What’s With Our Need For Nostalgia?

I grew up during Disney Channel’s golden era — you know exactly what I’m talking about. It was the when Disney Channel Original Movies (DCOMs) were at their prime and peak Disney TV starring the Jonas Brothers, Miley Cyrus, Demi Lovato, the Sprouse twins, and more. In hindsight, it was wild. There has never been such a hotbed for stardom since Ryan Gosling, Justin Timberlake, Britney Spears, and Christina Aguilera were all on the Mickey Mouse Club.

And, yes, as I continue growing up I miss having these lighthearted shows and movies to watch. Every so often, my roommates and I will binge Disney movies like High School Musical or classics like The Princess Diaries. But lately, there’s been a shift.

Has anyone noticed that we as a society are lacking a little…creativity? I mean, sure, it’s completely normal to crave a little dose of your childhood here and there — who isn’t comforted by memories of your life before you had an overwhelming sense of anxiety. But I almost feel as though we’ve gotten too comfortable with bringing back the old.

Some of the nostalgia-inducing events are exciting. Think: the fervor for Taylor Swift’s Eras Tour or The Jonas Brothers’ The Tour, where they play all of their old songs spanning their entire career. It’s exciting and it’s a good way to get fans of old and new in the room.

We’re also in an era of reboots galore. Take a short glance at any of your streaming platforms and you’ll see a lot of familiar titles. Former early 2000s favorites like Zoey 101, iCarly, and That’s So Raven are finding themselves back on our television screens. And if you think that’s all…oh, boy.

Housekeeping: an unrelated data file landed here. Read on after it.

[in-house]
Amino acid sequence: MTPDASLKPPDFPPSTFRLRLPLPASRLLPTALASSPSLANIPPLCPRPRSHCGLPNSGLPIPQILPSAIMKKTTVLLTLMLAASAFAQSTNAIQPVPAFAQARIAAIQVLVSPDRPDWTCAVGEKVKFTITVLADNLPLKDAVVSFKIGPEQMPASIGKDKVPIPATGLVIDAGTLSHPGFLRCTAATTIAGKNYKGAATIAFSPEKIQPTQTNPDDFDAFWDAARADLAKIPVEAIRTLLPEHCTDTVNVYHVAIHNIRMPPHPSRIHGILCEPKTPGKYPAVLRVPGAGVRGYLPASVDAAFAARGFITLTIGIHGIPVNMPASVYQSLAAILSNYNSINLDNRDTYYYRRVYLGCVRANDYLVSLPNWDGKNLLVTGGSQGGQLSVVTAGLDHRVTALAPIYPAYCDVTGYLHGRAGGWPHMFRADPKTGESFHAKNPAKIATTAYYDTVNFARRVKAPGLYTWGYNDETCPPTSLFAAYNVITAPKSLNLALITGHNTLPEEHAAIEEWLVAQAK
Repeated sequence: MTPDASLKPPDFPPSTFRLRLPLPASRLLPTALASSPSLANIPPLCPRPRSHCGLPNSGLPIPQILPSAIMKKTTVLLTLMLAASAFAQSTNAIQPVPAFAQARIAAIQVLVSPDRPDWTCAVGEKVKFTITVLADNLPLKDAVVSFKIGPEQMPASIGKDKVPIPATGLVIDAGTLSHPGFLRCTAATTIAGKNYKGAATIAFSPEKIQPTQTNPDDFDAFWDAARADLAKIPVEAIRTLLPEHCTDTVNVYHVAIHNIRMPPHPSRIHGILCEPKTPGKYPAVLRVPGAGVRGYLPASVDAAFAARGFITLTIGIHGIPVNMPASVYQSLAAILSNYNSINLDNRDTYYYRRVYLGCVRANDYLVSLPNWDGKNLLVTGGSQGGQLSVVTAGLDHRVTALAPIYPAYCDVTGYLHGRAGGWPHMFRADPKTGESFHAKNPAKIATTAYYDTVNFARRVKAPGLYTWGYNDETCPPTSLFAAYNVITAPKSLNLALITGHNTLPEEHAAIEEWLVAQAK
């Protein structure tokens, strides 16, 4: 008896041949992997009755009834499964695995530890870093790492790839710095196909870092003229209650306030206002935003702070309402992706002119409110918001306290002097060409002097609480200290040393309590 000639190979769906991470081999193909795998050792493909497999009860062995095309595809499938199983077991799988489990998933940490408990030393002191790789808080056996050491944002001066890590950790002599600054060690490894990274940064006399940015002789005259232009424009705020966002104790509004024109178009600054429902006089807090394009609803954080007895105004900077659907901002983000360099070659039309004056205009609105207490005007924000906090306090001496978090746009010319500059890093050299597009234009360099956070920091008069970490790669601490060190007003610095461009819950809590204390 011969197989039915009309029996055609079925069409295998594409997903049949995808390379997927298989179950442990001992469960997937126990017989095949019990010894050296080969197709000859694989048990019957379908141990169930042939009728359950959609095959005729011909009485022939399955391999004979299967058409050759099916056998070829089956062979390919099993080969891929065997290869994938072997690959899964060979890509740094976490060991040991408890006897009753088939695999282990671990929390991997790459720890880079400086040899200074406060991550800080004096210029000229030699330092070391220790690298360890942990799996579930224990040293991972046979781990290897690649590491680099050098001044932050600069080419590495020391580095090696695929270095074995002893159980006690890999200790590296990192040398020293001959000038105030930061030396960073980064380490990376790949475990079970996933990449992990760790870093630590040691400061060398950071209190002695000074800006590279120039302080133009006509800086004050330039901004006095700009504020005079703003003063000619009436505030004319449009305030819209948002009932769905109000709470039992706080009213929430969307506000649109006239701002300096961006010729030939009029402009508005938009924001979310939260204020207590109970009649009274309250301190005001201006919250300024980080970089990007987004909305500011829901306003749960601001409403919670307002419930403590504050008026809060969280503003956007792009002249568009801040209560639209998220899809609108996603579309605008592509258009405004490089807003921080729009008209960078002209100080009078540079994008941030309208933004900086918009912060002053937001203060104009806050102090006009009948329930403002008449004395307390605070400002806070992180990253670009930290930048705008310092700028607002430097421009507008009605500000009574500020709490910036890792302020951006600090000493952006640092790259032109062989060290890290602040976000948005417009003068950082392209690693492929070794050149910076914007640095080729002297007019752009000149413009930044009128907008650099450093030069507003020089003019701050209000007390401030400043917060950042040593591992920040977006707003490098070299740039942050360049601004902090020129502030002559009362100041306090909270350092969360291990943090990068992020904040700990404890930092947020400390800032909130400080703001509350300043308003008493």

Some reboots are reimaginations of the show…like Gossip Girl with a new cast and fresh, young faces. While others are continuations of the show just in the future - think iCarly and Zoey 101 (the reboot being Zoey 102).

And then, there’s Disney.

Disney is constantly trying to get the older generations into theaters, not only with Marvel, but with live action remakes of our favorite films. Over the past decade, we’ve seen versions of Aladdin, The Lion King, Beauty and the Beast, and most recently, The Little Mermaid. And while I surely will watch out of curiosity and lack of alternatives, I’m always left feeling a little underwhelmed.

Nostalgia-core is literally everywhere. It’s in the way we dress, with Y2K trends consistently leading the pack. People are preferring jelly shoes and mini skirts over any other decades-inspired trend. But when do we border the line between nostalgia and overdoing something?

Maybe it’s because we went through a global pandemic for so many years, we are craving stability and childhood…going back to our roots and finding comfort in what we know after a lot of uncertainty. Watching reboots of your fave show or movie can feel like the adult version of a pacifier.

Or maybe it’s because we have completely lost identity in today’s society…where we can’t thrive on anything but the past. Unoriginal ideas cycling back into the trendscape just because we can’t think of anything new.

Or maybe, just maybe, it’s the “if it ain’t broke, don’t fix it” mentality. If something is getting those viewers in and bringing in the money, why wouldn’t they keep rebooting shows? Why wouldn’t Disney just make live action versions of their entire filmography? That way, they can release one original and make it really amazing in the interim.

One thing I know for sure is that trends recycle all the time. There was a time not so long ago where anything low-rise was considered a fashion crime and you wouldn’t dare wear Crocs out of your house unironically. But in the early 2000s, and subsequently in 2023, you would be considered right on trend.

And while the Disney films will always be successful in some capacity, I don’t know if every show needs a reboot. Some shows ended where they ended, and that’s how it should stay. Honestly, I feel like I’m getting bored too easily, I already know the plotline of everything coming out!

With popular shows like Succession and Ted Lasso in their final episodes forever, we are met with the realization that we will soon run out of original content if we keep rebooting everything. And yes, I get that a reboot is still somehow original if it’s a continuation of the series…you know that’s not my point here.

So, I’m left with the question: when is it time to let the past be….the past?

More from Trueself